Reporting Mike Hellgren
BALTIMORE (WJZ)—Intense investigation. Police release new details about the officers involved in the arrest that ended in a man’s death. One of those officers has been praised as a hero, after recently being shot in the line of duty. Police promise a thorough investigation as the outraged family of the man who died presses for answers.
Mike Hellgren has new information.
Under growing pressure, police released the names of three officers involved in a controversial arrest in East Baltimore, where 46-year-old Anthony “Tony” Anderson died as a result of what his family believes was an act of police brutality.
The Medical Examiner ruled it a homicide from blunt force trauma.
Those officers include Todd Strohman, who testified in Annapolis about stricter gun laws.
A man with a long record who’d just gotten out of prison nearly killed Strohman in the line of duty almost two years ago.
“He then smiled at me, turned away, and whipped out his revolver, and shot me in the neck,” Strohman said in March 2011.
The other officers are Michael Vodarick, who has seven years on the force, and Gregg Boyd, who has 16.
Police homicide will handle the investigation.
“The difference is that the charging decision on whether this was a legally justified homicide or an unjustified homicide will rest with State’s Attorney Gregg Bernstein,” said Anthony Guglielmi, Baltimore City police spokesman.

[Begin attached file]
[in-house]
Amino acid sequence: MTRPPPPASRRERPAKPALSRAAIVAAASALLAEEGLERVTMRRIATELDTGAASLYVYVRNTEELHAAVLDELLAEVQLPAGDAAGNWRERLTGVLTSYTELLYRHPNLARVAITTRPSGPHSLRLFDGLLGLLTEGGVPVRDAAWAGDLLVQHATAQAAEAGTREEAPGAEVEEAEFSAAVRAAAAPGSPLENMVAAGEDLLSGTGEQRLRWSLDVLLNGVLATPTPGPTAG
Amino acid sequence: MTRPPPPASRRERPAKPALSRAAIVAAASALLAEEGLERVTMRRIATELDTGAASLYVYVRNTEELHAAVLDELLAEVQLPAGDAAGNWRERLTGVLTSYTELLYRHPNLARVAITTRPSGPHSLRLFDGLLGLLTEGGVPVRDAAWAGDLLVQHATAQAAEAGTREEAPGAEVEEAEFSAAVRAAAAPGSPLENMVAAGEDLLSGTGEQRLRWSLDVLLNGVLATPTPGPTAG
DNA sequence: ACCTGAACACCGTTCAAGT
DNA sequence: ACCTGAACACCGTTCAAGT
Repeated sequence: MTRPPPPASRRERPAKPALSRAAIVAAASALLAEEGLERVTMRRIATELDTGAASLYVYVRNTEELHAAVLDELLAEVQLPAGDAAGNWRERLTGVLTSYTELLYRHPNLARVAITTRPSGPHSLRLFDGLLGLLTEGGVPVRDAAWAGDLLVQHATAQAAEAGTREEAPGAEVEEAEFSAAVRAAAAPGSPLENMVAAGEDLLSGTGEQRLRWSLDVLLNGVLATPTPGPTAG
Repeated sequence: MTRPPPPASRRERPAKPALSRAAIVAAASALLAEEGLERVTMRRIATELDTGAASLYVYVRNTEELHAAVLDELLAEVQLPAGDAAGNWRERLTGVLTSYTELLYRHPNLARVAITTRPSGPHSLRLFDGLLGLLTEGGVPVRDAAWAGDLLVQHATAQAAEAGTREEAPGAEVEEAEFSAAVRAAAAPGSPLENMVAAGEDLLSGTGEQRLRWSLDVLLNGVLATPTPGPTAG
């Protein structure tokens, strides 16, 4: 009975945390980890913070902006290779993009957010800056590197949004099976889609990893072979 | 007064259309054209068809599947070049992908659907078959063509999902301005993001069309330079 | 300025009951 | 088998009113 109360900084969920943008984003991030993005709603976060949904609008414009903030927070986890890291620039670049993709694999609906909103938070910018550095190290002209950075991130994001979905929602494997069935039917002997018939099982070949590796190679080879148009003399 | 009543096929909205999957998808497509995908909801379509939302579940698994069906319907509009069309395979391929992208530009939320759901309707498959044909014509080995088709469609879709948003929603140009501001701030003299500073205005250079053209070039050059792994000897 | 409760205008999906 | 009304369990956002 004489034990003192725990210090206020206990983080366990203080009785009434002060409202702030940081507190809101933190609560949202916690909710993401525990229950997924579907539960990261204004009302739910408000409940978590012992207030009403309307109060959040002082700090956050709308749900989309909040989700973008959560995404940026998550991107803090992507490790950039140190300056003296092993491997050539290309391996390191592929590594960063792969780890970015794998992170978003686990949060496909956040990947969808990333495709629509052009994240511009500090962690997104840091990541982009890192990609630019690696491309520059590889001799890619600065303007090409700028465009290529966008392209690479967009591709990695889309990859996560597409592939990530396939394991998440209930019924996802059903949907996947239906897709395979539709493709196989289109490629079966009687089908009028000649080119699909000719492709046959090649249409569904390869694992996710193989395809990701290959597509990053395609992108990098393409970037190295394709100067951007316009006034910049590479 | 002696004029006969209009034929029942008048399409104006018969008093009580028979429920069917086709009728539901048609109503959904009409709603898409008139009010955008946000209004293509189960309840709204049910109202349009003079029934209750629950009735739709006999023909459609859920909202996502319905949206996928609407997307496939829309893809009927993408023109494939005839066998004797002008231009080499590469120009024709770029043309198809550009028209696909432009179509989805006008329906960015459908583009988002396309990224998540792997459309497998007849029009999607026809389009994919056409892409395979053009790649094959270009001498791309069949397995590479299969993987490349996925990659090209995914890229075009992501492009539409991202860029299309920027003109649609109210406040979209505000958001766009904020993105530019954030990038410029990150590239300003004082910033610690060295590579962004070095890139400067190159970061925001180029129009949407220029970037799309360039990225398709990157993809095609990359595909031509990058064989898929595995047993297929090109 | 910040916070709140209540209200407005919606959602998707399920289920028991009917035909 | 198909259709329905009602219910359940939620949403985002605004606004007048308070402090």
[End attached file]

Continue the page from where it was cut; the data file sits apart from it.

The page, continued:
Anderson’s family is demanding answers.
“There was not an ounce of shame or contrition in eyes, thoughts, minds or hearts of these officers, who engaged in this savage attack,” said J. Wyndal Gordon, attorney for Anderson’s family.
The police union contends the officers followed their training.
Public safety expert Rob Weinhold cautions against a rush to judgment.
“The mere ruling of a homicide does not indicate any type of motivation or whether or not this was accidental in nature,” said Weinhold, public safety expert with the Fallston Group.
Police explained the commissioner’s decision to give the Medical Examiner’s ruling to the family.
The move has drawn criticism from the police union, saying it’s unheard of and that it taints the investigation.
“It was in the interest of transparency,” Guglielmi said. “This was a situation like we’ve never experienced before.”
Under Maryland law, the autopsy report doesn’t have to be released to the public or the family during an ongoing investigation.
Police initially said Anderson choked on drugs during the arrest.